Achievement Outcome Findings, 2000 (Implementation Year Four)

  • First-grade students were not tested in 1999-2000; results were limited to second- and third-grade students.

  • Second-grade SAGE students showed a significant achievement advantage over comparison group students for all subtests (when the first-grade pretest was used to adjust for achievement differences).


    • African American SAGE students made significantly larger gains than African American comparison students from pre- to posttest and surpassed comparison students on all posttests.

    • While African American students, as a group, scored significantly lower than Caucasian students in both SAGE and comparison schools, the gap between African American and Caucasian students was larger in comparison schools.

  • SAGE third-grade students showed significant improvement over their comparison school counterparts from the beginning of first grade to the end of third grade across all academic areas.

    • Using the first-grade pretest as the baseline score, African American SAGE students scored significantly higher than African American comparison students on the total score and on every CTBS subtest except for language arts.

    • Gains made by African American versus Caucasian students were significantly better in SAGE schools from the beginning of first grade to the end of third grade. The opposite pattern was observed in comparison schools.

Achievement Outcome Findings, 2001 (Implementation Year Five)

  • First- and second-grade students were not assessed in 2000-2001, limiting results to third graders (who had participated since kindergarten).

  • Third-grade SAGE students scored significantly higher than comparison students on the total CTBS score and on all subtests.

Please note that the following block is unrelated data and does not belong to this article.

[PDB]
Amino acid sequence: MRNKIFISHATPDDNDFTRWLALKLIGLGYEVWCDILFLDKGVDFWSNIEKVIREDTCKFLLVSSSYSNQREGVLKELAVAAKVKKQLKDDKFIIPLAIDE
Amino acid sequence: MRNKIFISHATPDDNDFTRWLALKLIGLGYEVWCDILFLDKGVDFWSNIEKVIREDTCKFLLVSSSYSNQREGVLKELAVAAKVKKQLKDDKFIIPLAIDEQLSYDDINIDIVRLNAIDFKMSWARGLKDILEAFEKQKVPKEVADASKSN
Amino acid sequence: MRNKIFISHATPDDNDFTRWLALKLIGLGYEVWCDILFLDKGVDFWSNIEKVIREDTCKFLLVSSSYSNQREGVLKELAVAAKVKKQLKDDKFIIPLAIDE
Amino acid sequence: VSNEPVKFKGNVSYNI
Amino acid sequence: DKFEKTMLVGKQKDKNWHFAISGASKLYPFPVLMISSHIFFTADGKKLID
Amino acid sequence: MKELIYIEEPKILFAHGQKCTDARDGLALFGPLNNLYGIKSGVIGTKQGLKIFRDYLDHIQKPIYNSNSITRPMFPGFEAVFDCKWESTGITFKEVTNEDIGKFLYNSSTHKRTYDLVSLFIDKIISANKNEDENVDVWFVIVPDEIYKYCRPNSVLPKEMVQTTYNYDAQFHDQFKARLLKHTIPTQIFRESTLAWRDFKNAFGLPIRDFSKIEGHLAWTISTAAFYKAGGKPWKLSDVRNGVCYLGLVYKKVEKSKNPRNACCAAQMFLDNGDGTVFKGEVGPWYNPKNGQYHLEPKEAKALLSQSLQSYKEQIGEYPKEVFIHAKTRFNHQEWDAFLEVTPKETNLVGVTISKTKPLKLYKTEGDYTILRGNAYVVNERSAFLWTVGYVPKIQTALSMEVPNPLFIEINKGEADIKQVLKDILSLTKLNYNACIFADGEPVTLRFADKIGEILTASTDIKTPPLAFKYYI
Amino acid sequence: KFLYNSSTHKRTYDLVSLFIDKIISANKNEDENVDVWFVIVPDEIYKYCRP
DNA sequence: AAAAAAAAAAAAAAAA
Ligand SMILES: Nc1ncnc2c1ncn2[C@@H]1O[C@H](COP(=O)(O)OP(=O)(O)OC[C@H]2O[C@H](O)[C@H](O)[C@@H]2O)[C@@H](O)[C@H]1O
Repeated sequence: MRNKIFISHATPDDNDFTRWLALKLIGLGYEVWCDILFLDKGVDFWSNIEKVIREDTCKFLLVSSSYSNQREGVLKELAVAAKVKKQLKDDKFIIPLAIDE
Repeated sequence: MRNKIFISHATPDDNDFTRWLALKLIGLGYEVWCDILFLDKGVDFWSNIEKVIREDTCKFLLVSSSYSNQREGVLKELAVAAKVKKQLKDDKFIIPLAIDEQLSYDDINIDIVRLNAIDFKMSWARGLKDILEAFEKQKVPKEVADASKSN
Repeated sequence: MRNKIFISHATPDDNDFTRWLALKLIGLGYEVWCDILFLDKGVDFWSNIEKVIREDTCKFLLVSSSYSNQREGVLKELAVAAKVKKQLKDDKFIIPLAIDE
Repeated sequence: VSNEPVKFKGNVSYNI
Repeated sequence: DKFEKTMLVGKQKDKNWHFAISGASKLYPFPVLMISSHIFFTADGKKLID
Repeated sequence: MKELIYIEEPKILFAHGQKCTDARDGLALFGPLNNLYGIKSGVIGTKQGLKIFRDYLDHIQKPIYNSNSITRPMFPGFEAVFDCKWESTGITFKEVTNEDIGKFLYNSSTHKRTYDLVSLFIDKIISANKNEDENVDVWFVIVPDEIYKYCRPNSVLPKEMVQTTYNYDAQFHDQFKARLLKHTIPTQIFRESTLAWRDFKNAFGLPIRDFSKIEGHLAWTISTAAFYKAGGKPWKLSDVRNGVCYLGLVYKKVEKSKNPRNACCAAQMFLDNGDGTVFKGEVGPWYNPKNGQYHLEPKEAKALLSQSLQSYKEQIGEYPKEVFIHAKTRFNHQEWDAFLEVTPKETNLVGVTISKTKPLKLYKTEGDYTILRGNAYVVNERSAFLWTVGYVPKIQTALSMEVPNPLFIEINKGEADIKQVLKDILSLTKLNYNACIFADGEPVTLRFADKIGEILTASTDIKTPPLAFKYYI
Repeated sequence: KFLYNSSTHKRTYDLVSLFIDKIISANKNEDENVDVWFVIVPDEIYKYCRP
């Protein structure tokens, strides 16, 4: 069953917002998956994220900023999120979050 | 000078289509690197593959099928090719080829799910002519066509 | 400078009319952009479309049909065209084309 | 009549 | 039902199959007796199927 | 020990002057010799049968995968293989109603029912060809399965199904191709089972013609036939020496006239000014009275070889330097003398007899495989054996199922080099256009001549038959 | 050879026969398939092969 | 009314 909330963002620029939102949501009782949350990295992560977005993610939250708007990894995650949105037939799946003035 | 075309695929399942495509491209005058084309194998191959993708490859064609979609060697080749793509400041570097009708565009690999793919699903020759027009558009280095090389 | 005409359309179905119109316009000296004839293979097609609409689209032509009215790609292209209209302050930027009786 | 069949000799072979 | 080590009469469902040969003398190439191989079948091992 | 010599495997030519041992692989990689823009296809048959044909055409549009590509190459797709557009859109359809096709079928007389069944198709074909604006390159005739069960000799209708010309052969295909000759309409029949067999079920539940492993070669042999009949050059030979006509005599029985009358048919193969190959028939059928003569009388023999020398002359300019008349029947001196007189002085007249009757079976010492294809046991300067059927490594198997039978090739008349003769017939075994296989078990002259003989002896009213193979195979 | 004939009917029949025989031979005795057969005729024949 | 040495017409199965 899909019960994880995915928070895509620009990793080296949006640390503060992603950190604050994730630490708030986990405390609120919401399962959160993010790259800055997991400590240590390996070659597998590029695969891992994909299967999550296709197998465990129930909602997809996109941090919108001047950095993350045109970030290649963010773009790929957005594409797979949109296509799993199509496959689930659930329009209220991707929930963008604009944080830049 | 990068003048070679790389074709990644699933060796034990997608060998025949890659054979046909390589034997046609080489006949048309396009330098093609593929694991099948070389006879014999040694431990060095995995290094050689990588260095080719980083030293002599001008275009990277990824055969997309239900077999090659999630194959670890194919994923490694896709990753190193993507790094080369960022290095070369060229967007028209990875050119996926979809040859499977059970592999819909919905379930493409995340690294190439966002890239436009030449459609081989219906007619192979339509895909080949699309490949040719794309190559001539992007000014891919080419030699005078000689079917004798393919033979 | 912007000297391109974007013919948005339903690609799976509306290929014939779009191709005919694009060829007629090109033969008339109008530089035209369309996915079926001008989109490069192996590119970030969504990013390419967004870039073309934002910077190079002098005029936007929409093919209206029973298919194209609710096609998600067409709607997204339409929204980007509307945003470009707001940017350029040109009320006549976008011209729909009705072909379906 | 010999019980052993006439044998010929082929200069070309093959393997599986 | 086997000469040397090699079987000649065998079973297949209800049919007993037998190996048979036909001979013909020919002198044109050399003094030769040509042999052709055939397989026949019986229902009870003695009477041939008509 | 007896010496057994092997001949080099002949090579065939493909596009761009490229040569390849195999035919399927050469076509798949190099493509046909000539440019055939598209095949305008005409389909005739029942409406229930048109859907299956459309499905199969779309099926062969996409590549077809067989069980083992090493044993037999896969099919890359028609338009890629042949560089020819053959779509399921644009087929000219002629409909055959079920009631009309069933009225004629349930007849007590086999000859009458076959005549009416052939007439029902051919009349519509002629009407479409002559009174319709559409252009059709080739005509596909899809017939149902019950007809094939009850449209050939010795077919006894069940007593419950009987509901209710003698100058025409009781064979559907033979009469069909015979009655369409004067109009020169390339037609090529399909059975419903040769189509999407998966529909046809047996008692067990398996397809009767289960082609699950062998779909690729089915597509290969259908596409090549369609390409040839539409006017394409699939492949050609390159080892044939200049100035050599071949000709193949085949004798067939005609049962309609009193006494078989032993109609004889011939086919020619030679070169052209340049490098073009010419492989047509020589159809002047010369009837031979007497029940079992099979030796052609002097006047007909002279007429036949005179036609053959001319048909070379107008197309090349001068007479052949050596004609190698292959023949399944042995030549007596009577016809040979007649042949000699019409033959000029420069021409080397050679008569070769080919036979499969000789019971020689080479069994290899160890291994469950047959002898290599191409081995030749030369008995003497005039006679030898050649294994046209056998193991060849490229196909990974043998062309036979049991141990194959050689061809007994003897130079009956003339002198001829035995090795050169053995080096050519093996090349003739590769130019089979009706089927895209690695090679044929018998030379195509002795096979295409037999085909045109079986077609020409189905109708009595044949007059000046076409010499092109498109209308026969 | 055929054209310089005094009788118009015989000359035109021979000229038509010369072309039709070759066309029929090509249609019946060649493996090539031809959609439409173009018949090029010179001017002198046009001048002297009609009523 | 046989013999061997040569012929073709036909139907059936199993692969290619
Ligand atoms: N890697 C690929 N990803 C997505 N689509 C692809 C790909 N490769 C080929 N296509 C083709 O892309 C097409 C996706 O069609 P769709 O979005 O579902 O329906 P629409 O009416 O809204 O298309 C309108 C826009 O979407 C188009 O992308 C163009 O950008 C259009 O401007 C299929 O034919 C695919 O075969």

• For African American students, statistically significant change scores from first grade to third grade were found on all CTBS tests, with SAGE students outperforming comparison students. The only exception was language arts, for which no statistically significant effects were found.

    • African American students continued to score significantly lower than Caucasian students on total scale score and on all subtests, regardless of whether they were SAGE or comparison school students. No significant differences in the gains made by African American students versus white students were observed for this group of students.

The study by Webb et al. (2004) reported:
  • By reanalyzing the data collected by the University of Milwaukee research team, Webb et al. (2004) replicated the findings that the SAGE program had a significant cumulative effect from the beginning of first grade through third grade in all three CTBS content areas (reading, language arts, and mathematics). The greatest cumulative effect was in mathematics, with a more than 13-point difference in favor of the SAGE students. These data indicate that there is a benefit to students for being in SAGE classrooms over multiple years.